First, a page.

AT A pub in Sydney recently, Sam Simmons watched a woman defecate on stage.
''She put on a Philip Glass track, rolled out a tarpaulin and dakked herself,'' says the popular comedian and Triple J presenter. ''The whole audience was going, 'No, oh no, she's not actually going to do this.' And then she started having a shit.''
Simmons bites into his bacon sandwich and continues. ''I also saw Nick Sun, one of our best comedians, perform in that pub. He wanted to point out the racial stereotype that all Asian men have small penises, so he stood behind a curtain and said, 'You can all come and have a look - but you have to line up and look one at a time.' So everyone formed this long queue.''
All this talk of defecation and penises as performance art is not merely an aside. ''That stuff is important and it needs to happen,'' Simmons says. ''It's a reversal of the banality we see on television.''
Hence his new sketch show Problems, airing Wednesday nights on ABC1. As the creator and star of the series, Simmons is bringing his brand of absurdist humour to the masses. But don't be fooled by the term ''sketch comedy'' - or the prime-time slot on Aunty.
''The first episode is really f---ing out there,'' he says. ''It's anarchic, subversive and dark. Lazy journalists are going to say, 'It's like The Mighty Boosh,' but it's nothing like the f---ing Mighty Boosh. That's what they'll write, though, because we can't get our head around absurdism in this country.''
Nothing invigorates Simmons like good comedy.
His eyes flash and his voice gets louder. Problems is his baby, and he's damned proud of it.
Each episode focuses on a seemingly trivial annoyance: a lost Christmas decoration; favourite childhood foods that don't taste as good as they used to; looking for ice-cream on a hot day.
''It's not really about searching for ice-cream, though; it's about searching for something else,'' he says. ''But there's no Scrubs-style message at the end; no 'I learnt that I could be a good person' crap.''
The cast of 10 includes established comics such as Lawrence Mooney and Anthony Morgan, and rising stars Claudia O'Doherty and David Quirk. The show is set in the suburbs (it's filmed in Melbourne's Bundoora) but it is not another parody of middle Australia.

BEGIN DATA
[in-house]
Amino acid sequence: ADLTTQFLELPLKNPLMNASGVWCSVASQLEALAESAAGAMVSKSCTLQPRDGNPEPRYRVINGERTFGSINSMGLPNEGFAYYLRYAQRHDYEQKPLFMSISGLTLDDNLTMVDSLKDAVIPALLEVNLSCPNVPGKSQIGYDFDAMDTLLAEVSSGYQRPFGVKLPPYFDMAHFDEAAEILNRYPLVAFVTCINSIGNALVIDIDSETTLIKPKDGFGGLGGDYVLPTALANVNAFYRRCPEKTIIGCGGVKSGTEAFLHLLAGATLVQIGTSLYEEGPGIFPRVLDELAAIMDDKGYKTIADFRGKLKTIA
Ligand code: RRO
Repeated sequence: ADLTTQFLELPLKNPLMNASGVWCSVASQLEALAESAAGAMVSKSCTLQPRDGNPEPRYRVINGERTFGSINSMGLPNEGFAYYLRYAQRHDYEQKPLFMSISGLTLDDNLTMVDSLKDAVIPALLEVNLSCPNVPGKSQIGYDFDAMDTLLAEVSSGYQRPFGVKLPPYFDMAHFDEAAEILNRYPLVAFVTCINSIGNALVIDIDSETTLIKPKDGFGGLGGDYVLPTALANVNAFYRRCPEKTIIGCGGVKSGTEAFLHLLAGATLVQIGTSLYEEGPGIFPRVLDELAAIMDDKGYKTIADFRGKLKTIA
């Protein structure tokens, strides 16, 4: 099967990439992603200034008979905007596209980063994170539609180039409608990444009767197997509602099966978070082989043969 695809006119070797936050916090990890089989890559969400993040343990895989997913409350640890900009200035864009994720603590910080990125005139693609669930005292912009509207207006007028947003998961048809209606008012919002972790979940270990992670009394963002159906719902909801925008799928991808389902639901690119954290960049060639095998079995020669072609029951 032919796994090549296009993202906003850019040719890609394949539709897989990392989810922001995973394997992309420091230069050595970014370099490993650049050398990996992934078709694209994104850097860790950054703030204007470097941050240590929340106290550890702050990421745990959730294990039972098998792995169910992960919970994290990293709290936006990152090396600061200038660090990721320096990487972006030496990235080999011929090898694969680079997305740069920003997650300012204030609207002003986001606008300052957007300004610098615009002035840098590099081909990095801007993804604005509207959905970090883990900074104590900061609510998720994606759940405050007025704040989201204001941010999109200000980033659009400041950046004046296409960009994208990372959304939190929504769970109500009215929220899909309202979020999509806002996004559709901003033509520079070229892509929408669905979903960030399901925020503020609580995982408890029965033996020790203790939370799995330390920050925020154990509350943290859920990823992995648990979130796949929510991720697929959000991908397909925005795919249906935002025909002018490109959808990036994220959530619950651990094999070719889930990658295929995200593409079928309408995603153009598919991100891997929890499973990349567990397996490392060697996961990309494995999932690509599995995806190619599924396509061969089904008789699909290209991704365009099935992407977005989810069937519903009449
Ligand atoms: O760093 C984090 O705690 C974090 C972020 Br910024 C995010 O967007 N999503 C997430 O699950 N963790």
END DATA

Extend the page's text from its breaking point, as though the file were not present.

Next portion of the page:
''We're not pointing and laughing at anyone,'' Simmons says. ''In fact, we show what the suburbs really look like and the people who really populate them, not just the usual white-bread portrayal.'' One thing's for sure: there will be no ''What's the deal with …?''-type riffing in front of a microphone.
''Those T-shirt philosophers - those twentysomething dudes standing there telling me how it is - I don't f---ing care!'' he says. ''They know the rhythm of how a joke should go but there's no risk.
''I don't know if I'm just an ageist Gen Xer, but where's the anarchy in Gen Y? They're so conservative; they don't say anything risky because they want to get on this or that panel show. It's just bullshit.''
Needless to say, panel shows hold no appeal. ''Being a talking head is just not my thing,'' he says. ''I don't think I'm educated or smart enough to make comments about Syria. Comics feel it's their right to be able to do that, but I don't. There are too many comedians on telly with opinions and it just annoys me.''
Could the play-it-safe mentality be heightened by social media? Many of Simmons' peers, after all, have been subjected to intense online hate campaigns - often for the mildest of supposed infractions. ''I think we, as Australians, are just bored,'' he says emphatically. ''There really is something not right with our culture. We're boxed into the suburbs, into little f---ing fences, we don't talk to our neighbours, and we're all too scared to say the 'wrong' thing.''
Born in Melbourne, Simmons spent his childhood in Perth and his teenage years in the Adelaide suburb of Hallett Cove.
''It was a rough area but it was great,'' he says. ''Adelaide had the most impact on me. The place where you sprout your pubes is the one you remember the most.''
He adores Melbourne but now lives in Sydney, partly because he believes its creative community is more daring.
''Melbourne is wonderful, but it is up its own art-hole. There are great comedy rooms in both cities, but Sydney is a bit less self-conscious. You've got these anarchic kids doing weird shit on stage - literally. That's f---ing cool, and that's why I live there.''